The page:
Use a fitness tracker to find out how much you’re moving each day, and then make an effort to increase the number of steps you take each day. Take a walk around your neighborhood when you get home from school and the sun is still out. Make more of an effort to walk around school. Go up and down the stairs a lot. Don’t always sit, such as in the library, but instead stand when you’re studying or reading occasionally.
Those are just some exercise hacks to get more movement into your day.
3. Make your home a more active place
Far too many teens don’t help around the house. Instead, help out in the kitchen, do the dishes, work in the yard for 15 minutes, stand up when you study, do some BurstFit training at home or a short HIIT workout, etc.
4. Stop allowing the smartphone to eat up chunks of time
One of the big reasons for teenagers’ lack of sleep and less efficient study is a phenomenon that most age groups actually suffer from but which teenagers lead the pack: smartphone addiction, aka nomophobia. There are five steps I recommend in my article about smartphone addiction that I highly recommend you take to end this destruction addiction. I’m not saying get rid of the smartphone, but it should play a much smaller role in the teenager life.
5. Eat a better diet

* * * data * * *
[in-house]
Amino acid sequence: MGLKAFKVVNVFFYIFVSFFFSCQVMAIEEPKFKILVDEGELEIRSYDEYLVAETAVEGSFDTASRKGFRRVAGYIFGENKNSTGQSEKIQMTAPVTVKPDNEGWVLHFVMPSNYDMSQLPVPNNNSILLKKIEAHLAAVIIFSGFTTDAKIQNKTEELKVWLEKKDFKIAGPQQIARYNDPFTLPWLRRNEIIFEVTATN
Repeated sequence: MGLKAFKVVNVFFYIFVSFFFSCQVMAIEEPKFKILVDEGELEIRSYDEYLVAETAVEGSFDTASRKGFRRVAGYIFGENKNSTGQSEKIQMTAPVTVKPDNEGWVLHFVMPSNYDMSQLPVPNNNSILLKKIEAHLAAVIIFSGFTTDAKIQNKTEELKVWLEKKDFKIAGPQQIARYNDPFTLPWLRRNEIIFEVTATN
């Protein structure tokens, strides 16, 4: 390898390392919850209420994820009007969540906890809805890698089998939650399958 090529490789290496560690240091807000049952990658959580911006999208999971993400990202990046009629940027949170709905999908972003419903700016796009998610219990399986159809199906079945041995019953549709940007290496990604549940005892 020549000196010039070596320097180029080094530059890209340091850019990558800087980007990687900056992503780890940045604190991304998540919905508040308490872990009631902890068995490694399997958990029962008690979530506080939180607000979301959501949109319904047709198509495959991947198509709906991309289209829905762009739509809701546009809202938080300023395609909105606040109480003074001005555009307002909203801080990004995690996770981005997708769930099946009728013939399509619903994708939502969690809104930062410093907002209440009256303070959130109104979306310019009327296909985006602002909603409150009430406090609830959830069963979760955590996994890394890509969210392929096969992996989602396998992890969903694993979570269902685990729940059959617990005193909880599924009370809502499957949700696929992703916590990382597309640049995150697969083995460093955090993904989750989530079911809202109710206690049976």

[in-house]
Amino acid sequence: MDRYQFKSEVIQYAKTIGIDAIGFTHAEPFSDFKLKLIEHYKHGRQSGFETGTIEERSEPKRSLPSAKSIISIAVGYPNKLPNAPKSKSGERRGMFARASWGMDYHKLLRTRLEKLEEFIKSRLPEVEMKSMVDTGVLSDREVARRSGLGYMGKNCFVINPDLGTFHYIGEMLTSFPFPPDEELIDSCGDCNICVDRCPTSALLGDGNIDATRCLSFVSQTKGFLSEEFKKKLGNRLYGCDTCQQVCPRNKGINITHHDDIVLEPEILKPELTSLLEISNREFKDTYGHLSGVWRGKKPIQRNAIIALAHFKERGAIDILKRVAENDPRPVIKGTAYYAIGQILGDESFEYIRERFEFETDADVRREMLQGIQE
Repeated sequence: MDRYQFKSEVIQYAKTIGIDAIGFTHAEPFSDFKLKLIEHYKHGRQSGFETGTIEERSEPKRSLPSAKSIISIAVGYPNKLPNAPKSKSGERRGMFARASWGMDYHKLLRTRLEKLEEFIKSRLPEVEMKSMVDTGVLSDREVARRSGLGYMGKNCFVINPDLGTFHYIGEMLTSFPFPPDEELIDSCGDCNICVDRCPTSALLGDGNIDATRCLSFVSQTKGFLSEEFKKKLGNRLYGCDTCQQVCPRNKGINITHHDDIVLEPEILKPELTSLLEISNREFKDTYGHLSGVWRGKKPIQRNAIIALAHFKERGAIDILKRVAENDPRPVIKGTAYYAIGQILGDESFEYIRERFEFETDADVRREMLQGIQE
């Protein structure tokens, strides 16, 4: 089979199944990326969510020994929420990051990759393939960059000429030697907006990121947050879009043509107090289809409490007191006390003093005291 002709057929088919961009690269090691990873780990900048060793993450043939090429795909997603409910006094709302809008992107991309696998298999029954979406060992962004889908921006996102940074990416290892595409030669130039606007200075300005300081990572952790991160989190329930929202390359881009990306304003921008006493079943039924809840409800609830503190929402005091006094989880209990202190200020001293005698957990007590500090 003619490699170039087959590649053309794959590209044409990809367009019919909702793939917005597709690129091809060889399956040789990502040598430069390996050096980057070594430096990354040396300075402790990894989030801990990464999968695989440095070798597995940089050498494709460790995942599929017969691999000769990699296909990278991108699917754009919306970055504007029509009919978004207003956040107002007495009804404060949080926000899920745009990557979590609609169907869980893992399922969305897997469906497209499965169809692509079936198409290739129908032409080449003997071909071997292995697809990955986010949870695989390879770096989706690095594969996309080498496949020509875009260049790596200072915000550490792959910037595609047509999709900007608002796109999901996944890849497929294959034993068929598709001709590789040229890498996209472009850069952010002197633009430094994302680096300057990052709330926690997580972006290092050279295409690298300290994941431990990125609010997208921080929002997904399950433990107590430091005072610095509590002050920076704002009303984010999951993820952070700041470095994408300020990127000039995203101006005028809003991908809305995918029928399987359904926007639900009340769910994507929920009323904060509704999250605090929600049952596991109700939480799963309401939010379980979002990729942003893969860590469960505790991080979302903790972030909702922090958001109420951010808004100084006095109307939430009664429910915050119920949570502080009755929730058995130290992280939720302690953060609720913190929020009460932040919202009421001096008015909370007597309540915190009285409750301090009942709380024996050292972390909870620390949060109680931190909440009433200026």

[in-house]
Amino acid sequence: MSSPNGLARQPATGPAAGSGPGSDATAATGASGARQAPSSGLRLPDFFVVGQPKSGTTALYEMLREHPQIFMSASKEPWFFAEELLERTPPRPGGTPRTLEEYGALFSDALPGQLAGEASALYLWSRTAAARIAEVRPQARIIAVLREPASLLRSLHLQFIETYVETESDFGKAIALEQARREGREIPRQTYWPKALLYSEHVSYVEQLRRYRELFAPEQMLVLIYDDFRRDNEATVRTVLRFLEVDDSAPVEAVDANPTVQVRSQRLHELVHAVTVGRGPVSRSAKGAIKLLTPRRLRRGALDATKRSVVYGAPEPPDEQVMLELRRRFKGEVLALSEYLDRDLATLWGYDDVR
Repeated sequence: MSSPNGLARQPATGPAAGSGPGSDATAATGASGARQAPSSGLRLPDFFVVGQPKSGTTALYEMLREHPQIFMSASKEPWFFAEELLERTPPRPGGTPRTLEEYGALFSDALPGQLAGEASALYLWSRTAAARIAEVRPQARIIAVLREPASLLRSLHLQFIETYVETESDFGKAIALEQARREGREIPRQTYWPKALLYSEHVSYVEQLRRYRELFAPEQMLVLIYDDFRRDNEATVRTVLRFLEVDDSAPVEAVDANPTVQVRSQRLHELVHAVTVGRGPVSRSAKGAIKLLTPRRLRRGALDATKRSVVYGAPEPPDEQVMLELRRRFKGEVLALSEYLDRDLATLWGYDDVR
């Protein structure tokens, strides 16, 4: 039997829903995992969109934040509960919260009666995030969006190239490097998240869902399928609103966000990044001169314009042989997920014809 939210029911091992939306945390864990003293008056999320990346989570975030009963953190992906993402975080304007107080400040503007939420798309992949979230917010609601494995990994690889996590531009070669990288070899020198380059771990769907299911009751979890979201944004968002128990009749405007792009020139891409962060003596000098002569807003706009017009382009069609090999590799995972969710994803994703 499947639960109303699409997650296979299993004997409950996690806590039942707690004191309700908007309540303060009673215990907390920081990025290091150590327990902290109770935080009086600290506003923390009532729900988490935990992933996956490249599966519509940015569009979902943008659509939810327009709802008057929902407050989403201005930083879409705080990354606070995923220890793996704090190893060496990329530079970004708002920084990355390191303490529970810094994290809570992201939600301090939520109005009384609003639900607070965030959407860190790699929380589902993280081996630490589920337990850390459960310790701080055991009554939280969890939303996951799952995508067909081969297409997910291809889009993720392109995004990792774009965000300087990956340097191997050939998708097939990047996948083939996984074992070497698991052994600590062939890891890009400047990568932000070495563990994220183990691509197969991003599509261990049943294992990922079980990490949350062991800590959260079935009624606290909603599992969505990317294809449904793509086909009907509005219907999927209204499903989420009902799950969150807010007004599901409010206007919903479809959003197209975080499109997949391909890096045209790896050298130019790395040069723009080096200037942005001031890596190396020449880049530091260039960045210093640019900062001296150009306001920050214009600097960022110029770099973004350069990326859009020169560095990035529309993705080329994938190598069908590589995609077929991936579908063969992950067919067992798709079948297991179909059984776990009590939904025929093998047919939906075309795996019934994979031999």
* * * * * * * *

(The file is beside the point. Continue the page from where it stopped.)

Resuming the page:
Again, lack of energy is a major reason why teen’s aren’t moving much, as while crammed schedules and not enough sleep partly explain this epidemic, the other variable is an overdependence on processed foods, sodas and grains amid very little consumption of organic vegetables, free-range and antibiotic-free meats, probiotic foods and the like. The teen and his or her parent needs to carefully consider giving up the nutritionally bankrupt school meals and bring healthy school lunches to school instead, as well as perhaps give up gluten or grain altogether.
6. Rule out an eating disorder
Lastly, teens, especially girls, can succumb to eating disorders such as bulimia nervosa in a dangerous and foolhardy attempt to become thinner, or as a result of feeling intense anxiety. There are both warning signs to heed but also several natural ways to deal with this disorder … and heal.